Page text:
Without a clear federal lead on how to handle the 2019 Novel Coronavirus, states have had to make up their own rules as they’ve gone along. This has lead to some states that have probably underprotected their citizens, with little to no mandates in terms of mask use, social distancing or quarantine, etc. Other states have truly kept their responsibilities to heart and states such as Hawaii, New York, New Jersey and Connecticut, for example, have multiple rules in place to help keep COVID at bay.
Alaska has been another state with very stringent COVID-related rules. Here are most of them. However their rules have worked well for them; although they’ve recently had an uptick in cases, to date, they’ve had less than 12,000 (and barely more than 250 new ones on any given day) and only 63 deaths.
Alaska state leaders have therefore decided to ease restrictions on travel:
- The quarantine requirement for people flying into Alaska without a negative test is now five days (it had previously been 14 days, although travelers could reduce it to as little as seven days if they took another test after arriving and it was negative).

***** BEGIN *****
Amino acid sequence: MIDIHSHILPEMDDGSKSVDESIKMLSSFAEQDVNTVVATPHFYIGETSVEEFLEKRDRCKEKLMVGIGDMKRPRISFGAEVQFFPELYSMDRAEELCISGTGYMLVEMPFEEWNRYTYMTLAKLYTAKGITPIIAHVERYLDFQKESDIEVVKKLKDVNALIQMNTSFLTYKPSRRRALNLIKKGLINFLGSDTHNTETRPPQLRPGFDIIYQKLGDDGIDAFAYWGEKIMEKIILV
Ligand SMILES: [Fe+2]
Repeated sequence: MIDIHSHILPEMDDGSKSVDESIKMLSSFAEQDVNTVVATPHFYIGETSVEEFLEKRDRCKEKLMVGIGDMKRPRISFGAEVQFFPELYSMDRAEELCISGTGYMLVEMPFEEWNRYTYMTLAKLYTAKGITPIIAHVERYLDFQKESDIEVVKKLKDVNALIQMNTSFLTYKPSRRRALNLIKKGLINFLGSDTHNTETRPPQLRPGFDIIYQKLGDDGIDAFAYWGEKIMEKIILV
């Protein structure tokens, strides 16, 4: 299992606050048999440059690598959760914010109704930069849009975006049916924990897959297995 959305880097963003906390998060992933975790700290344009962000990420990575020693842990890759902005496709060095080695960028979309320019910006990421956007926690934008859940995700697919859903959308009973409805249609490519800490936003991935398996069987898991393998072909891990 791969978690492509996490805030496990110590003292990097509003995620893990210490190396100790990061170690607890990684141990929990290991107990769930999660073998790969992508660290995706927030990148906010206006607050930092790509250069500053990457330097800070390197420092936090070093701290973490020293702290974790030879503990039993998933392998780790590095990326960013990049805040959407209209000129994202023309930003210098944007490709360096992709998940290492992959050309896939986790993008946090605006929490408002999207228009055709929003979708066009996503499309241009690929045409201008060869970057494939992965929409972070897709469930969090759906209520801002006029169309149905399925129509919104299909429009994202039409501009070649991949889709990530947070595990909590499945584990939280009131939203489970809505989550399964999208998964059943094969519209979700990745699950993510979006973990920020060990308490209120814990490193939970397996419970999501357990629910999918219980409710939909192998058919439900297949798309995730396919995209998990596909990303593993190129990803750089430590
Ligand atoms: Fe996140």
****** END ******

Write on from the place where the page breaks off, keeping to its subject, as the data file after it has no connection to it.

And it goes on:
- Travelers into the state will no longer have to take a second test to leave quarantine.
- Alaskans will be able to travel out of state for up to 72 hours without the requirement of taking a COVID test upon return, rather than the current limit of 24 hours (of course except for these special circumstances, Canada may have something to say about that one).
- Travel required for “critical infrastructure,” which includes child custody and visitation, military families relocating, and the health care professionals traveling for work will be able to travel out of state for any reason and follow their employers’ plans for testing and quarantine, instead of the state mandates for other travelers.
These went into effect on October 15.
From a tourism point of view, a decreased quarantine period could potentially entice more people to visit. Unfortunately, the changes come as Alaska is becoming colder and darker for the winter months. But still, for those who want to go there, it’s good info to know.
Go to the State of Alaska’s website for more information.
Feature Photo: Pixy.org
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This post first appeared on Your Mileage May Vary